Objects created within a database are not cast in stone. The ability to easily change database objects gives an RDBMS a big advantage over nonrelational models because flexibility is built into the relational database concept. This includes the ability to create, modify, and destroy database objects. Needless to say, all our three major vendors provide this capability, usually with vendor extensions that enable you to modify one entity without affecting other entities.
Examples in this chapter assume incremental buildup of the ACME database started in Chapter 4, "Creating RDBMS Objects." Constraints implemented in the database scripts that you can download from the book's accompanying website may prevent some of the statements from successful execution.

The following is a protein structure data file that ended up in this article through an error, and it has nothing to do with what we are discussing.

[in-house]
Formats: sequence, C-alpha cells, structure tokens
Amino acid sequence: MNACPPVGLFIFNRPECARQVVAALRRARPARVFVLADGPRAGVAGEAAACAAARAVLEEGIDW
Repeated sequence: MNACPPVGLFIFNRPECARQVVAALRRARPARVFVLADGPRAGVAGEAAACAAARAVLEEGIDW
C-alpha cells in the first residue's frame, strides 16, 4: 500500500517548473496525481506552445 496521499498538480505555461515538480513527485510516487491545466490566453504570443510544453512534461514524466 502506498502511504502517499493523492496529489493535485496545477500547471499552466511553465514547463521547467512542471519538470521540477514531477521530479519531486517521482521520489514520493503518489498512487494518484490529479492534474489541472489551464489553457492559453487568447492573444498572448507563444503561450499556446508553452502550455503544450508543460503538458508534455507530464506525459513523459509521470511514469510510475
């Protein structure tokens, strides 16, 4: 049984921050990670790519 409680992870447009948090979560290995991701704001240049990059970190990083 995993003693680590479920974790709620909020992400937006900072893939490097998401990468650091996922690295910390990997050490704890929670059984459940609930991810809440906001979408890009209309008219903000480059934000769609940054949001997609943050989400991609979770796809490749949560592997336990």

You already know that the table is the central RDBMS object. In a perfect world, you would never have to change anything in a table's structure after it was created. In real life, however, you need to modify table definitions quite often. Changing business rules are usually the main reason; incorrect initial design is also not uncommon, especially in test environments. The whole idea behind the
ALTER TABLE statement is to make the table definition changes as fast and as painless as possible. The
DROP TABLE statement is used to remove a table (both its data and definition) from the database.
This section explains how
ALTER TABLE is implemented by different ...